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The Daily Wildcat

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The Daily Wildcat

The Daily Wildcat


    “Do yourself a favor, perform some plastic surgery”

    The second you turn 18, you are no longer safe. You can ignore them – they still persist. You can change addresses, but they always find you. They hunt you down on the UA Mall and can even badger your parents’ mailbox. They have no shame. They are credit cards.

    Credit card companies associate college students with dollar signs and will do whatever it takes to get your, yes, your attention.

    I came upon a recent posting on craigslist for “”credit card marketers”” in the Tucson area. They were seeking “”model-like persons to promote credit cards on or around college campuses.”” With a job marketing credit cards requiring you “”send in a headshot,”” credit cards are sexy, too.

    Lured by the prospect of a free T-shirt, perhaps a pretty face, maybe a seemingly low introductory rate or sometimes even the pressure to establish a good credit rating, many college students jump into the sea of credit. But many students lack the financial awareness necessary to stay afloat.

    The first thing you should know is the number 14. That is average credit card interest rate according to a July 10 Federal Reserve Statistical Release. With some rates as high as 18 percent, all I really need to say is, “”Ouch!””

    Why does it hurt so much? Few people realize what credit card interest rates entail because the explanation is buried in size five font at the bottom of credit card terms and agreements, and even if you could read it, you probably couldn’t understand the Financese anyways. Even though credit card issuers usually waive interest charges if the balance is paid in full each month, they will typically charge full interest on the entire purchase price every month from the date of each purchase if the total is not paid.

    In college-speak please? Okay. If you buy, say, a $300 iPod and even $1 of the total balance remains unpaid, interest will be charged on the full $300 (that is equal to a $42 textbook) every single month from the date of purchase until payment is received, according to a Gold Travel Visa Cardholder Agreement.

    Not knowing what credit cards actually entail, many students get themselves into financial trouble – fast. With that kind of interest, it is no wonder that the average outstanding balance on undergraduate credit cards was $2,169 in 2004, according to a report by Nellie Mae.

    The reality is that while many students do use their plastic to buy frivolous items, many students rely on them to pay for tuition, textbooks and food.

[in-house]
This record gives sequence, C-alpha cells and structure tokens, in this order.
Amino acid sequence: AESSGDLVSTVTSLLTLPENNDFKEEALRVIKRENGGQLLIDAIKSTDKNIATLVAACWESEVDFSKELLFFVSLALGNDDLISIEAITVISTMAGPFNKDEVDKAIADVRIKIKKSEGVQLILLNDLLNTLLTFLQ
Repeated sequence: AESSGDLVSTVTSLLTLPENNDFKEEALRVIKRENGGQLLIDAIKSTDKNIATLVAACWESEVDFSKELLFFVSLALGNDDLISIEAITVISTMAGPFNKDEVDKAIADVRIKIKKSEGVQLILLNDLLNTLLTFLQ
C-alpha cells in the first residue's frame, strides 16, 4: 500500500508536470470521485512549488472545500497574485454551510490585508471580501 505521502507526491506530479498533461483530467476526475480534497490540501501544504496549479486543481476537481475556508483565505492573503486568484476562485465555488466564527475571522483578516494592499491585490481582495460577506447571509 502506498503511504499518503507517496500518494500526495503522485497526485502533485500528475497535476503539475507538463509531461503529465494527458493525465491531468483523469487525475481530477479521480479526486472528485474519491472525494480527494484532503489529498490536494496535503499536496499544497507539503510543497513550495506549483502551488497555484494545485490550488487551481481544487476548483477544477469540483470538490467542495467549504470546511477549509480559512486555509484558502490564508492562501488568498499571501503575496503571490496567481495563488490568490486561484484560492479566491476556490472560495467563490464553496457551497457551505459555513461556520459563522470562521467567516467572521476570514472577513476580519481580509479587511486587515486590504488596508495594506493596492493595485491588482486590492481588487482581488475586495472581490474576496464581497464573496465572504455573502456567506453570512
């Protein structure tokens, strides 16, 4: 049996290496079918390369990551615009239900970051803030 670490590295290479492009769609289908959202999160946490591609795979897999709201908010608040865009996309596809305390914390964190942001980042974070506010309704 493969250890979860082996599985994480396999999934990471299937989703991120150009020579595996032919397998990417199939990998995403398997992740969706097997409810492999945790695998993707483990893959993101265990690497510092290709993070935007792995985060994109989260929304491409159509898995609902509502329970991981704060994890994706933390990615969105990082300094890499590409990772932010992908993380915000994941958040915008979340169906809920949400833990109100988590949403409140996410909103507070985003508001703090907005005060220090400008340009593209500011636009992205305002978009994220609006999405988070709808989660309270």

These are essential items for college students (textbook necessity aside) and with the UA bursar’s account and UofA Bookstore accepting credit cards as a form of payment, credit cards become an obvious choice when paying for these things. So what are some alternatives?

    Use a debit card. With all the convenience of a credit card, but with the funds being pulled directly from your account, there is no worry of accruing interest. The downside is that you actually have to have the money you are spending.

    Or, try a secured credit card. This is a sort of pre-paid card. The card is linked to a bank account that contains at least the maximum value of the card. If the user fails to make payments, the company deducts the payments from the bank account.

    Perform some plastic surgery. If you are in a position to eliminate four of your five cards, or have yet to jump into a possible pit of credit, do yourself a favor … cut that unnecessary plastic up and out of your life.

    If you just don’t have the cash for a debit card or secured credit card, try applying for a federal or private loan – your interest rates will be substantially lower. Federal loan payments are deferred until six to nine months after graduation and private loans don’t expect an interest payment until after graduation.

    Interested in more information or advice? There is a UA group called Credit-Wise Cats that offers one-on-one counseling, a wide variety of money management workshops and a few other services.

    Unfortunately, few students know about such resources available on campus when they first come to college – their thoughts are focused more on party awareness and less on financial awareness.

    Perhaps the best way to educate students about credit and debt would be to create a program that would be part of student orientation. Freshman orientation is the perfect time for students to learn about personal finance, especially when, according to a report published in May 2005 by Nellie Mae, 56 percent of undergraduates reported obtaining their first credit-card as freshmen.

    With a finance seminar during orientation, simple questions can become common knowledge, like: How does a credit card work? How long does it take to establish credit? And where do I get a money tree like the one my parents have?

    One easily accessible resource that can help you with money concerns is just a phone call away. Ask your parents! Freshmen, I know you are finally free from the rules of your parents, ready to take on the world by yourself, but remember, they have been taking on the world a lot longer than you have. They can offer advice to help you manage your own personal finances. And who knows, they may even tell you the secret to growing your own money tree.

    Courtney Smith is a senior majoring in cellular and molecular biology and anthropology. She can be reached at

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